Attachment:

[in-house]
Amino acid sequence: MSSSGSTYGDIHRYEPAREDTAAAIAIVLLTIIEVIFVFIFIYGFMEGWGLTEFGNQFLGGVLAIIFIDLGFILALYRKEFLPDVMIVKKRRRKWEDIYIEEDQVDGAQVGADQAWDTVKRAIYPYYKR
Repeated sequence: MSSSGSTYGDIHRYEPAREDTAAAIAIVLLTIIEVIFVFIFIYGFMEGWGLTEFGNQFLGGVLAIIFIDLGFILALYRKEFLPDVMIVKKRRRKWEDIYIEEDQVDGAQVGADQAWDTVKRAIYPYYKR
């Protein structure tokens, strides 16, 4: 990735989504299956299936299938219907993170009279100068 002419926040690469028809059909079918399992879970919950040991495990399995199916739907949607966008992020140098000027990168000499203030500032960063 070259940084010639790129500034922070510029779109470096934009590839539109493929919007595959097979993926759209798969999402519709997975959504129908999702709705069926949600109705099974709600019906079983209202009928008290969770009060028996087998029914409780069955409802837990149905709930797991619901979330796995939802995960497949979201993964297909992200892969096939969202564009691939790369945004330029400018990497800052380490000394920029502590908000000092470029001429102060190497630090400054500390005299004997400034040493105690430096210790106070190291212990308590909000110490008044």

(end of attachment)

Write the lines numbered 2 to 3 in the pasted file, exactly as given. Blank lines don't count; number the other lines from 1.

Amino acid sequence: MSSSGSTYGDIHRYEPAREDTAAAIAIVLLTIIEVIFVFIFIYGFMEGWGLTEFGNQFLGGVLAIIFIDLGFILALYRKEFLPDVMIVKKRRRKWEDIYIEEDQVDGAQVGADQAWDTVKRAIYPYYKR
Repeated sequence: MSSSGSTYGDIHRYEPAREDTAAAIAIVLLTIIEVIFVFIFIYGFMEGWGLTEFGNQFLGGVLAIIFIDLGFILALYRKEFLPDVMIVKKRRRKWEDIYIEEDQVDGAQVGADQAWDTVKRAIYPYYKR